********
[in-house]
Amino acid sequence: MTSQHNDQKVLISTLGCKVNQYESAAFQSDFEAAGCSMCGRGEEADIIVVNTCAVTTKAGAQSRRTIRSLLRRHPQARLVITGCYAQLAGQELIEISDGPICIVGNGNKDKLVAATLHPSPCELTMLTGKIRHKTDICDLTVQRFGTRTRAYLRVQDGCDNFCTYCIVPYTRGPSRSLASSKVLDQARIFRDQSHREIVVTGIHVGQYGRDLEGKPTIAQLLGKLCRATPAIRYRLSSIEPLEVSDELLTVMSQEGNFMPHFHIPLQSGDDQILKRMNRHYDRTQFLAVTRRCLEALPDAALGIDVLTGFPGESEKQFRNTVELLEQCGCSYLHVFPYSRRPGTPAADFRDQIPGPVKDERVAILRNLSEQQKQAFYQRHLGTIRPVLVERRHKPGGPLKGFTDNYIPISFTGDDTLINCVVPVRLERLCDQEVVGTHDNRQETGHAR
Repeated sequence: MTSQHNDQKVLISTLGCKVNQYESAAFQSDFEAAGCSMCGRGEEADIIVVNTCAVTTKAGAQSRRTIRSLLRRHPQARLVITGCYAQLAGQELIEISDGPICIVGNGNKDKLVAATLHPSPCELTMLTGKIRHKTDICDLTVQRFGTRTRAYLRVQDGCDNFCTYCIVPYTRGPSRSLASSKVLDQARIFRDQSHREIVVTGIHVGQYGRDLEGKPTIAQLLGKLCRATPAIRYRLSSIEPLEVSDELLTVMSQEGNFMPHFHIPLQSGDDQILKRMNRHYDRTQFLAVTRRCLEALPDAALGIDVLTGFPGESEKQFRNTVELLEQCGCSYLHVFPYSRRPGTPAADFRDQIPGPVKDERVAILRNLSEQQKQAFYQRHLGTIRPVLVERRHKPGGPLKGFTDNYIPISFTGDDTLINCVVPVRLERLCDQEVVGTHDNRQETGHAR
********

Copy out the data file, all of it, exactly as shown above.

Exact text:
[in-house]
Amino acid sequence: MTSQHNDQKVLISTLGCKVNQYESAAFQSDFEAAGCSMCGRGEEADIIVVNTCAVTTKAGAQSRRTIRSLLRRHPQARLVITGCYAQLAGQELIEISDGPICIVGNGNKDKLVAATLHPSPCELTMLTGKIRHKTDICDLTVQRFGTRTRAYLRVQDGCDNFCTYCIVPYTRGPSRSLASSKVLDQARIFRDQSHREIVVTGIHVGQYGRDLEGKPTIAQLLGKLCRATPAIRYRLSSIEPLEVSDELLTVMSQEGNFMPHFHIPLQSGDDQILKRMNRHYDRTQFLAVTRRCLEALPDAALGIDVLTGFPGESEKQFRNTVELLEQCGCSYLHVFPYSRRPGTPAADFRDQIPGPVKDERVAILRNLSEQQKQAFYQRHLGTIRPVLVERRHKPGGPLKGFTDNYIPISFTGDDTLINCVVPVRLERLCDQEVVGTHDNRQETGHAR
Repeated sequence: MTSQHNDQKVLISTLGCKVNQYESAAFQSDFEAAGCSMCGRGEEADIIVVNTCAVTTKAGAQSRRTIRSLLRRHPQARLVITGCYAQLAGQELIEISDGPICIVGNGNKDKLVAATLHPSPCELTMLTGKIRHKTDICDLTVQRFGTRTRAYLRVQDGCDNFCTYCIVPYTRGPSRSLASSKVLDQARIFRDQSHREIVVTGIHVGQYGRDLEGKPTIAQLLGKLCRATPAIRYRLSSIEPLEVSDELLTVMSQEGNFMPHFHIPLQSGDDQILKRMNRHYDRTQFLAVTRRCLEALPDAALGIDVLTGFPGESEKQFRNTVELLEQCGCSYLHVFPYSRRPGTPAADFRDQIPGPVKDERVAILRNLSEQQKQAFYQRHLGTIRPVLVERRHKPGGPLKGFTDNYIPISFTGDDTLINCVVPVRLERLCDQEVVGTHDNRQETGHAR